Buddhism

  • Buddhism’s Fundamentalist Streak Paid Member

    BANGKOK (RNS) To many Americans, Buddhism is about attaining enlightenment, maybe even nirvana, through such peaceful methods as meditation and yoga. But in some parts of Asia, a more assertive, strident, and militant Buddhism is emerging. In three countries where Buddhism is the majority faith, a form of religious nationalism has taken hold: More »
  • Contemplate the Body, Free the Mind Paid Member

    When meditators' minds have reached genuine happiness in the dhamma through their mindfulness and discernment, clearly seeing the four noble truths, none of them—not one—will revert to looking for happiness in the world or in material things. That's because happiness in the dhamma is a lasting happiness: solid, refined, and genuinely pure. If you compare worldly happiness with the happiness of the dhamma, you'll see that there's not even the least real happiness to it. It offers nothing but stress, nothing but drawbacks. So why do we think it's happiness? Because we're burning with pain. We look to worldly happiness and pleasures to relieve the pain, which then goes away for a while but then comes back again. More »
  • Enlightening Conversations: The Importance of Friendship Paid Member

    “Friendship is a binding glue in all mature, loving relationships.” In this exclusive conversation, Jungian analyst and mindfulness teacher Polly Young-Eisendrath speaks with Buddhist author Mark Matousek on the importance of friendship for our psychological and spiritual growth. “People don’t give friendship the importance it deserves, especially when they think about how it teaches us to love," says Matousek. "If lovers are depicted face-to-face, deeply in love, then friends should be depicted side-by-side, ready to take on the world together.” More »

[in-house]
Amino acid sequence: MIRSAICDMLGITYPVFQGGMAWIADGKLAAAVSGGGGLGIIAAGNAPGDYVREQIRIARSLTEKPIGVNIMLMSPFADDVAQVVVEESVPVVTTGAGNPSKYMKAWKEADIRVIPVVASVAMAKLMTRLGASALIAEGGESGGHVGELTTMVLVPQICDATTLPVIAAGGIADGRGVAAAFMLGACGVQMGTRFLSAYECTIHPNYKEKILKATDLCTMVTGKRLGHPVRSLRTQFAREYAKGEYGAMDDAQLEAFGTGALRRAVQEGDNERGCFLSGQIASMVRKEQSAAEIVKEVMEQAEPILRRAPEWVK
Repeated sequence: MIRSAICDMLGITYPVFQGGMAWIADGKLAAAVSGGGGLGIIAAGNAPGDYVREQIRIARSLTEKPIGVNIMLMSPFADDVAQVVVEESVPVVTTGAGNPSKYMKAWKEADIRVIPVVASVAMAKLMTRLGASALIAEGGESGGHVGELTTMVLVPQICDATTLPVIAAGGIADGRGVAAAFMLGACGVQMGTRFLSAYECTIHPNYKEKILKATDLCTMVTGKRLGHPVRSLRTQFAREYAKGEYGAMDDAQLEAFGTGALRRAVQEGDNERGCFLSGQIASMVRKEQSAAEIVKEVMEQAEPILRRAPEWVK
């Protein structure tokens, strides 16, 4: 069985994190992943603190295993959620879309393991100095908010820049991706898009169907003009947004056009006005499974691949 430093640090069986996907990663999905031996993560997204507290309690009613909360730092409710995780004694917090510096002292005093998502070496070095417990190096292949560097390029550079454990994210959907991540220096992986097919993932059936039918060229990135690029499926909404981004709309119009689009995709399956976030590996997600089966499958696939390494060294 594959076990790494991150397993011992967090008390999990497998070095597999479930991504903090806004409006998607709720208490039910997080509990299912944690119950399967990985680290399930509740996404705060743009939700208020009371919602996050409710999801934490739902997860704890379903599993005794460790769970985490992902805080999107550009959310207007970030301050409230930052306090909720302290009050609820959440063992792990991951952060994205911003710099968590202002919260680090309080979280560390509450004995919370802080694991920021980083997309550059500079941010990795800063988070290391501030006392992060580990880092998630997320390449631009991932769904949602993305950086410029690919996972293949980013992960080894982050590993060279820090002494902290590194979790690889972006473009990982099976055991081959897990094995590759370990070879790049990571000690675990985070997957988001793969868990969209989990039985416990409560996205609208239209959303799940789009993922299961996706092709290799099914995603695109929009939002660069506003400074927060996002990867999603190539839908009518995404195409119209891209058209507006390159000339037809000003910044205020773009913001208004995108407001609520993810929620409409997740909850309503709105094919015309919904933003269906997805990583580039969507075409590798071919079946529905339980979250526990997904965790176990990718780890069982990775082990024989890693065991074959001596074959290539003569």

• Bridging the Gap Paid Member

  • Tricycle Talks: Roshi Pat Enkyo O'Hara, Getting Intimate Paid Member

    Tricycle Talks: Now in iTunes More »
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    Idleness Waiting Grace Paid Member

    Mark C. Taylor recounts a poignant lover affair not with a person but with a place that, paradoxically, cannot be easily localized. For many years, Taylor has lived in the Berkshire Mountains, where he writes and creates land art and sculpture. In a world of mobile screens a virtual realities, where speed is the measure of success and place is disappearing, his work slows down thought and brings life back to earth to give readers time to ponder the importance of place before it slips away. Idleness More »